Jewish Identity: A Case For Israeli Cinema


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Family University program
Jacksonville, FL
Class: Jewish Identity A Case for Israeli Cinema
Author and presenter: Noemi Szoychen

Published in: Education
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  • @sebachuffer Hola Sebastian. You are welcome to download it. I put together this presentation for an adult class on Jewish Identity and Israeli Cinema some years ago. I also coordinated a high school Jewish program on Israel and Jewish identity through contemporary Israeli Cinema. I Would also like to learn about your program. You can email me at
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  • Nice article.
    Is it possible to download it or receive it by email?
    What are you working in with this?
    I have a project about kids, cinema and jewish identity.

    Might be interesting to stay in touch.


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  • Hey, just wanted to share if you are looking for interesting online video classes about Judaism, psychology, and cinema visit
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Jewish Identity: A Case For Israeli Cinema

  1. 1. Jewish Identity:A case for Israeli Cinema<br />
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  4. 4. Demographics <br />ISRAEL <br />DIASPORA<br />2009<br />-15,000<br />2009<br /> + 85,000<br />*There are 13.3 million people around the world who define themselves as Jewish and who do not belong to any other faith<br />*Natural population growth in Israel that was partially canceled out by negative growth in the Diaspora resulted in a net increase in the past year of 70,000 Jews<br />*Arnold Dashefskyis a well-regarded expert on Jewish identity. In addition to heading the University's Judaic Studies Center, he is active in the Association for the Social Scientific Study of Jewry and the Association for Jewish Studies.<br />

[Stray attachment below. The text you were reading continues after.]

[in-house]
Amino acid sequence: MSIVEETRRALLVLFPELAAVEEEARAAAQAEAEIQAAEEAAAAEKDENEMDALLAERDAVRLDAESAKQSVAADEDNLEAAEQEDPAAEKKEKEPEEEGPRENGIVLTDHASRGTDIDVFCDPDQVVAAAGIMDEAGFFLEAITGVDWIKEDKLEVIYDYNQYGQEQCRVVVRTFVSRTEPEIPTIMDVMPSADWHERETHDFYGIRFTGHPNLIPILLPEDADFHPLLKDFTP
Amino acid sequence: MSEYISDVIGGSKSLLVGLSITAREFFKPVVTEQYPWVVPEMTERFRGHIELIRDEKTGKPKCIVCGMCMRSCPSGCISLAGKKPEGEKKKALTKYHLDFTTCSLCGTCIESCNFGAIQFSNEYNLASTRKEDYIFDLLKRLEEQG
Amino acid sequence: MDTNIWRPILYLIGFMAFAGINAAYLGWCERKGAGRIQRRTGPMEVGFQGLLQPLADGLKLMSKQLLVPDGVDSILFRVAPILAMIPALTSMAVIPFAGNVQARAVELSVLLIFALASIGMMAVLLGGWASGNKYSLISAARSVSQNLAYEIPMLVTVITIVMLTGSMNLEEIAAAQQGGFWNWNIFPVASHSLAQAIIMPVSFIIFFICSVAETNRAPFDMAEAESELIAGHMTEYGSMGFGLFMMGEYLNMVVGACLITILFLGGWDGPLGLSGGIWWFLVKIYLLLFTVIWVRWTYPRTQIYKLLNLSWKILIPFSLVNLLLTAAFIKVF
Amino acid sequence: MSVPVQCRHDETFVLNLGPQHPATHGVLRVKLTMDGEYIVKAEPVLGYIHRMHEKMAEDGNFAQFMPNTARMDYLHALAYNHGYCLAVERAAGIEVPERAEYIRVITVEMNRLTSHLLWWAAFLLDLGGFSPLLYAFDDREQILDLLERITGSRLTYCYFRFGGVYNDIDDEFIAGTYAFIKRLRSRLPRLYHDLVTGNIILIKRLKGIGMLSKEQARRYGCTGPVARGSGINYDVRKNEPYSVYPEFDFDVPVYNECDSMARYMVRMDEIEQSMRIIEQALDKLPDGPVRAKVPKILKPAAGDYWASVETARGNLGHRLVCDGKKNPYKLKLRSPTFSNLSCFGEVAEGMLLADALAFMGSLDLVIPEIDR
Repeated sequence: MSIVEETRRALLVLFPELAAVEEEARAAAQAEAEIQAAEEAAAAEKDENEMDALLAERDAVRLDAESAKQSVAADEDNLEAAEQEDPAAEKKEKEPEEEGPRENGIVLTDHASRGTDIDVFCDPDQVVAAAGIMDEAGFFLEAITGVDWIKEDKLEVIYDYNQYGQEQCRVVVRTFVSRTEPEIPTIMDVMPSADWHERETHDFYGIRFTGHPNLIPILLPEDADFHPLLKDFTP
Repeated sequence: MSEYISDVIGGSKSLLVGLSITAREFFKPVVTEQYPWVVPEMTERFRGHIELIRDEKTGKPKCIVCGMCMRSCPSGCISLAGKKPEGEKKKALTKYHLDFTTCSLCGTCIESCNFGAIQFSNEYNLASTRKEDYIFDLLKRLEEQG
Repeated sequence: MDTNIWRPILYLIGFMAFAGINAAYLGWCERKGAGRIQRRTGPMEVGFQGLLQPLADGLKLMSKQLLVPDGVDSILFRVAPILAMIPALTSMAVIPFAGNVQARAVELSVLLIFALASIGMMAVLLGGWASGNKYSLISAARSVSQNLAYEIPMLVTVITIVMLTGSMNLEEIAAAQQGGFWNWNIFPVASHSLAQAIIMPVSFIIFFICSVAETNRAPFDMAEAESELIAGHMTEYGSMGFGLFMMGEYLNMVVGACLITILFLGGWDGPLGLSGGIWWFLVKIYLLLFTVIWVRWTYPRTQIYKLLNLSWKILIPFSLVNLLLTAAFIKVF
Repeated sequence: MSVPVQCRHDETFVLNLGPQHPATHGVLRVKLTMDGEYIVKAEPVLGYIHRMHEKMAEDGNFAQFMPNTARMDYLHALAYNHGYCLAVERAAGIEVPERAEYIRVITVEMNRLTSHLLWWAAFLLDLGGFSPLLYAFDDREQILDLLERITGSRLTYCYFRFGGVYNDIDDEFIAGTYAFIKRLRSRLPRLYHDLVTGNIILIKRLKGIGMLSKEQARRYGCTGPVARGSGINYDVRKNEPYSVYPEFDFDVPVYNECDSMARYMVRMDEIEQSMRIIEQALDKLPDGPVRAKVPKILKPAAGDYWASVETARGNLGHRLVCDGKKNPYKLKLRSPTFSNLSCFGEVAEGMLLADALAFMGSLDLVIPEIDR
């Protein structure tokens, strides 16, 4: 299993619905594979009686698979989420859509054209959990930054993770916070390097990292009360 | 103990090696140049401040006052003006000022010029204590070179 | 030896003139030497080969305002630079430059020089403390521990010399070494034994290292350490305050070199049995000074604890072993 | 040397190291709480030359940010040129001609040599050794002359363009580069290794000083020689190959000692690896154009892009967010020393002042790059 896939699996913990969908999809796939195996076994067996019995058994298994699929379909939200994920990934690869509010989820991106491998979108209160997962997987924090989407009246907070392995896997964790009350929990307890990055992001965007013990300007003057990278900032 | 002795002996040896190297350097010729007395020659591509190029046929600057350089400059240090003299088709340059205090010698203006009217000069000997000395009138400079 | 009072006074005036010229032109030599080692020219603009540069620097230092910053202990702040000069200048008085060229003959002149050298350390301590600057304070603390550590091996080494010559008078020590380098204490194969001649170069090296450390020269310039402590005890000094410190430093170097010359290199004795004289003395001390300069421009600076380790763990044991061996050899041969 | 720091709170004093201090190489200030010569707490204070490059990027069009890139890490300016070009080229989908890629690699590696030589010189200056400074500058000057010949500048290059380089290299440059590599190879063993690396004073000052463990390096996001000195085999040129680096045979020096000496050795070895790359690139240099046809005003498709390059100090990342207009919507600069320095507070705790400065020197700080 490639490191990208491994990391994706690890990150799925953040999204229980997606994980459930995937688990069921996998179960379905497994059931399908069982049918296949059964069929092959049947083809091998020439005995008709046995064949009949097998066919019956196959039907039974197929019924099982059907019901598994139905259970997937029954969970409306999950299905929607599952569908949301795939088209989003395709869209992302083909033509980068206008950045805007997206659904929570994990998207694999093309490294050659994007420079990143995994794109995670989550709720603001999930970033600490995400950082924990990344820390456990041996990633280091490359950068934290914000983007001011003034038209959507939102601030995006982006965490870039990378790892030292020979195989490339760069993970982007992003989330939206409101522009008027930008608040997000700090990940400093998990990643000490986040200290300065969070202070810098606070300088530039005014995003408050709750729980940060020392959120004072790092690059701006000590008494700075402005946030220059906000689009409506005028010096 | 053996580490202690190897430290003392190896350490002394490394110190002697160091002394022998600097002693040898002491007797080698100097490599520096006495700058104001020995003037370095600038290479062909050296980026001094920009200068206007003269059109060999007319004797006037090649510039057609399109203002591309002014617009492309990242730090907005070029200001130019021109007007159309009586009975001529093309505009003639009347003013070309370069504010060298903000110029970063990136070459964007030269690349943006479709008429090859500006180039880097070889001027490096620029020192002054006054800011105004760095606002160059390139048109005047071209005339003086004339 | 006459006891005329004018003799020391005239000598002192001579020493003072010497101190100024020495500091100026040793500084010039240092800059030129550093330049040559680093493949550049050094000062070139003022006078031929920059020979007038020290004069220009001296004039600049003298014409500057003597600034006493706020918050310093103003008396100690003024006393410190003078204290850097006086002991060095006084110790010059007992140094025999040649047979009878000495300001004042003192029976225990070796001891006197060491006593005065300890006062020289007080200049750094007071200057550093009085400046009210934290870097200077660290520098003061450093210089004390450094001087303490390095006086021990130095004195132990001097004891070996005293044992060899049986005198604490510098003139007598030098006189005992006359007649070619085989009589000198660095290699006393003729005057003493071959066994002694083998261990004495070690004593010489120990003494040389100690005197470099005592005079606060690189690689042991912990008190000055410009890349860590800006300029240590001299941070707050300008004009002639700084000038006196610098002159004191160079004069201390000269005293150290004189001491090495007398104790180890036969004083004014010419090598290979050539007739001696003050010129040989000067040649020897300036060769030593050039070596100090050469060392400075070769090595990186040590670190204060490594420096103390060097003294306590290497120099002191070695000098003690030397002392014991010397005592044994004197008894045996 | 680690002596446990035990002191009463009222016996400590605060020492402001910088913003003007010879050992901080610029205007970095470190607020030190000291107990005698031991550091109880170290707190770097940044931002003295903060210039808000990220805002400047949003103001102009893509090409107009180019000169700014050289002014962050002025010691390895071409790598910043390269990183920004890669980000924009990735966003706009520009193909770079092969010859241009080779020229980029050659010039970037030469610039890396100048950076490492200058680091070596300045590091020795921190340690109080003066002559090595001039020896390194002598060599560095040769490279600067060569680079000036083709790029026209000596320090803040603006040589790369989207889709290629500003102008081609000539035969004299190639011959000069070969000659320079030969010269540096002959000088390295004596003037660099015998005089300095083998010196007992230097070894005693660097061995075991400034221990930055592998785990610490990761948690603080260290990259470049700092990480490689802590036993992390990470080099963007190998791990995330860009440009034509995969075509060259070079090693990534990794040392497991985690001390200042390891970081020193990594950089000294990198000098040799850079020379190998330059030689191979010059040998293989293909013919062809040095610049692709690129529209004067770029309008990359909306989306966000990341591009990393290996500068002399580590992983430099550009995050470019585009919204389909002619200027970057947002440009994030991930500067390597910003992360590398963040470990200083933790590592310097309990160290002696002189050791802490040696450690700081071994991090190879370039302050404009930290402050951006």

5. 5. Perceptions<br /><ul><li>Arnold Dashefsky,
  6. 6. The relationship between Jews with Israel is affected by the fact that Jews constitute the majority of the population. Jewish identity is taken for granted, while in USA Jews had been welcome in the American society, and this had the consequence that people are less interested in their Jewish heritage.</li></li></ul><li>
  7. 7. Jewish identity has not remained the same throughout the four millennia, which span the development of Jewish civilization. Nor is Jewish identity identical in all of the societies of the contemporary world in which Jews find themselves <br />Prof. Sergio Della Pergola from the Jewish People Policy Planning Institute and the Harman Institute of Contemporary Jewry at the Hebrew University<br />
  8. 8. "Straight Way Journey”<br />
  9. 9. "Roundabout Path" <br />
  10. 10. Key factors in the evolution of Jewish civilization and identity<br />Cultural<br />And personal Jewish Spheres<br />
  11. 11. Halakhic and non-Halakhic, ethnic definition<br />Development of denominations in the Diaspora<br />Patrilineal descent<br />Matrilineal descent<br />Emancipation period <br />Rabbinical period<br />Biblical period<br />20th century<br />
  12. 12. Zionism and the creation of the State of Israel, of course, have<br />dramatically affected contemporary Jewish identity<br />Rav Abraham Isaac Erik H. Cohen<br />
  13. 13. The Law of Return<br />1950 the Knesset, the Israeli parliament, enacted the Law of Return. According to it, any Jew, from anywhere in the world, who decided to immigrate to Israel would automatically receive full rights of citizenship, with all the privileges this would imply. Thus, Jews from over a hundred states answered the call, turning Israel into a genuine nation of immigrants, who had to integrate into the new nationality quickly, including their having to learn a new language. The Law of Return continues to be in force in the present day, having undergone several amendments. One of these, from 1970, extends the right of citizenship automatically also to the non-Jewish relatives of Jewish immigrants. <br />